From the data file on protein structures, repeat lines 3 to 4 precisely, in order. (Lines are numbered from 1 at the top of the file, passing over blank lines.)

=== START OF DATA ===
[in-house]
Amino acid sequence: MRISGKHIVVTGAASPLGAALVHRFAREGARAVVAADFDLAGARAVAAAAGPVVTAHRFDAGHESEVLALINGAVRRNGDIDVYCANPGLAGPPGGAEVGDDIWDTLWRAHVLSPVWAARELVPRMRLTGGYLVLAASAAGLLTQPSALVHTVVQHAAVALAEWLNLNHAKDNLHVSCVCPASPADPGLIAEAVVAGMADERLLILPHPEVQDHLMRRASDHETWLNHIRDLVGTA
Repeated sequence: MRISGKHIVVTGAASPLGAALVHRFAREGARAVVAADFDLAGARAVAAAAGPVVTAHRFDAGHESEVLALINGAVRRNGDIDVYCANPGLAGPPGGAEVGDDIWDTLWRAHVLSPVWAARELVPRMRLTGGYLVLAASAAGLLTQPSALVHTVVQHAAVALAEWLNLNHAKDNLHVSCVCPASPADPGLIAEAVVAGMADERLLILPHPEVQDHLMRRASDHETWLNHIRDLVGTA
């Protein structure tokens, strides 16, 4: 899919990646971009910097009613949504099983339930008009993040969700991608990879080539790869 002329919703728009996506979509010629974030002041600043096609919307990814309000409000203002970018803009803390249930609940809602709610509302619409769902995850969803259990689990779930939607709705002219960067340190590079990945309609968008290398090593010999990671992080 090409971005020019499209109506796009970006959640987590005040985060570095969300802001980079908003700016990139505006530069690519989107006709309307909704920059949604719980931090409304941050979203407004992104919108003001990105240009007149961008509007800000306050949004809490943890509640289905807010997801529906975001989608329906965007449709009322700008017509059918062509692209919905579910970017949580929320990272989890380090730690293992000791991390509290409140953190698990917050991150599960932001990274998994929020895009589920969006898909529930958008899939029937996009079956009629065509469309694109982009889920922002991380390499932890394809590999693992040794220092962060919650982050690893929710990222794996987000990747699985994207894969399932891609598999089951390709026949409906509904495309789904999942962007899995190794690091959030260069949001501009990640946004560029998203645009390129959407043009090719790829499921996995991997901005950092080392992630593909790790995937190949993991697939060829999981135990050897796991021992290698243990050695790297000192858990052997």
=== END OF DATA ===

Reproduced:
Repeated sequence: MRISGKHIVVTGAASPLGAALVHRFAREGARAVVAADFDLAGARAVAAAAGPVVTAHRFDAGHESEVLALINGAVRRNGDIDVYCANPGLAGPPGGAEVGDDIWDTLWRAHVLSPVWAARELVPRMRLTGGYLVLAASAAGLLTQPSALVHTVVQHAAVALAEWLNLNHAKDNLHVSCVCPASPADPGLIAEAVVAGMADERLLILPHPEVQDHLMRRASDHETWLNHIRDLVGTA
């Protein structure tokens, strides 16, 4: 899919990646971009910097009613949504099983339930008009993040969700991608990879080539790869 002329919703728009996506979509010629974030002041600043096609919307990814309000409000203002970018803009803390249930609940809602709610509302619409769902995850969803259990689990779930939607709705002219960067340190590079990945309609968008290398090593010999990671992080 090409971005020019499209109506796009970006959640987590005040985060570095969300802001980079908003700016990139505006530069690519989107006709309307909704920059949604719980931090409304941050979203407004992104919108003001990105240009007149961008509007800000306050949004809490943890509640289905807010997801529906975001989608329906965007449709009322700008017509059918062509692209919905579910970017949580929320990272989890380090730690293992000791991390509290409140953190698990917050991150599960932001990274998994929020895009589920969006898909529930958008899939029937996009079956009629065509469309694109982009889920922002991380390499932890394809590999693992040794220092962060919650982050690893929710990222794996987000990747699985994207894969399932891609598999089951390709026949409906509904495309789904999942962007899995190794690091959030260069949001501009990640946004560029998203645009390129959407043009090719790829499921996995991997901005950092080392992630593909790790995937190949993991697939060829999981135990050897796991021992290698243990050695790297000192858990052997």